HUD Repeatedly Dismissed Staff Concerns About Contracts

By Carol D. Leonnig
Washington Post Staff Writer
Sunday, May 18, 2008

The small Texas property-management company had no experience overseeing hundreds of defaulted homes across the country. It did have two former Reagan administration officials at the helm and warm relations with senior Republican appointees at the federal housing agency.

During a few weeks in 2004, the three-employee company, Harrington, Moran and Barksdale Inc. (HMBI), went from no government work to landing $71 million in contracts with the U.S. Department of Housing and Urban Development to oversee the upkeep and sale of defaulted homes. It had previously managed a handful of apartment buildings and development projects.

The company's meteoric rise -- and HUD's willingness to bend the rules to accommodate it -- surprised veteran agency contracting specialist Gloria Freeman.

"After you've been in the business awhile, you get to know the signs -- 'This is a friend; let's help him out,' " she said in an interview. Not long after Freeman complained to her supervisors, she was asked to return to her previous policy job.

Federal investigators are still sorting through HUD contract awards to friends of Secretary Alphonso Jackson, who resigned last month amid a criminal probe. But some career staff members and agency observers say problems in the agency's contracting process run much deeper than Jackson and involve officials who promoted certain companies while rebuffing concerns about their performance and qualifications.

The contract awards that staff members questioned took place within programs, heavily promoted by Jackson, to help small, minority-owned businesses get a bigger share of the roughly $1 billion in public contracts HUD awards each year. During Jackson's tenure, the proportion of contracts awarded to small black- and Hispanic-owned businesses, including under the Section 8(a) program, rose from 6 percent to nearly 35 percent. The proportion of contracts open to full competition decreased from 71 percent to 33 percent, federal records show.

HUD spokesman Jereon Brown said limiting competition on some contracts was critical to helping "minnows" in the small-business community grow into "whales."

"Nothing is more American than giving the little guy a chance to shine," he said. "The 8(a) program is good for business, good for innovation, good for the agency and, ultimately, good for America."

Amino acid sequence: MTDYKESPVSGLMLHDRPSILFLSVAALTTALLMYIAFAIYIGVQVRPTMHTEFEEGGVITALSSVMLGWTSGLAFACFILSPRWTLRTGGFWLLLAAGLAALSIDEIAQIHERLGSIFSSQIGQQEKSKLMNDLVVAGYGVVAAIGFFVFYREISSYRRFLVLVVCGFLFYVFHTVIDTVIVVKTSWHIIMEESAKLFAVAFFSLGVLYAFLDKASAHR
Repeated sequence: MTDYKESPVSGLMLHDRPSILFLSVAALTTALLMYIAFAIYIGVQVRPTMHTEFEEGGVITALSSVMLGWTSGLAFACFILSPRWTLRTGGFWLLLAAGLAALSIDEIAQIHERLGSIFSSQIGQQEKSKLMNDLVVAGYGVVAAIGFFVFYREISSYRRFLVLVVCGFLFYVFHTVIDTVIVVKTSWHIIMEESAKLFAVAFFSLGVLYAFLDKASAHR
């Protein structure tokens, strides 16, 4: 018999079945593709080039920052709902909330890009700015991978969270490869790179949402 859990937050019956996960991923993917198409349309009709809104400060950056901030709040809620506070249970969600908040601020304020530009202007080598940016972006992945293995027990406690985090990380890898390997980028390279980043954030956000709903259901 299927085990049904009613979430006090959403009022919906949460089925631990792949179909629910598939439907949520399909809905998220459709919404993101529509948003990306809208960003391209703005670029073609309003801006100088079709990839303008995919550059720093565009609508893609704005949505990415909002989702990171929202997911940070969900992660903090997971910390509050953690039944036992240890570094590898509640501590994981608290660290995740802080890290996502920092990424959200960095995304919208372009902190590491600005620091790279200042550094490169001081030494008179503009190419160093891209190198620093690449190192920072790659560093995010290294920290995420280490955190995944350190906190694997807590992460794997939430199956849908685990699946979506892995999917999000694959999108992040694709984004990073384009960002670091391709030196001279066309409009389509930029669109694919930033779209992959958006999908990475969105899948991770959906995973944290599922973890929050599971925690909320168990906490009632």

A Washington Post examination of HUD's contracts shows that HMBI and two other companies won hundreds of millions of dollars in contracts under Jackson while career contracting staff repeatedly raised questions.

A Miami property-management company, National Housing Group, which contributed to President Bush's reelection and other Republican campaigns, won $50 million in contracts from 2003 to 2007. Now, its second in command has been indicted for allegedly falsifying reimbursement requests to HUD. Regional staff members at the agency had expressed concern about the company's small size and inexperience.

Drayton, Drayton & Lamar, of Georgia, is another minority contractor that has recently had significant success in winning HUD work. Through 2002, the company had received almost $1 million in contracts. But since 2003, it has won $35 million in data-technology and information-management contracts at HUD, despite concerns about its performance. Its president has socialized with a HUD official.

Brown said political clout and internal agency connections do not determine contract decisions. "We don't believe any contractor received special treatment. . . . We look at qualifications," he said.

Jackson faced criticism in 2006 after acknowledging that he took note of political loyalties. He bragged in a Dallas speech that he had canceled a contract with a business owner who said he didn't like Bush. "Why should I reward someone who doesn't like the president, so they can use funds to try to campaign against the president?" Jackson said. "Logic says they don't get the contract."

A subsequent investigation by the HUD inspector general uncovered no proof that Jackson had canceled the contract but found some instances in which he had privately urged staff members to help pro-Republican businesses. Federal procurement laws forbid basing decisions on political views.

Jo Baylor, then head of the office of procurement and contracts, testified that Jackson complained about a contractor who openly criticized Bush and that he expressed hostility toward hiring contractors who were Democratic contributors. Jackson's chief of staff, Camille Pierce, and Deputy Secretary Roy Bernardi also said they had heard Jackson tell political appointees to help Republican-owned businesses.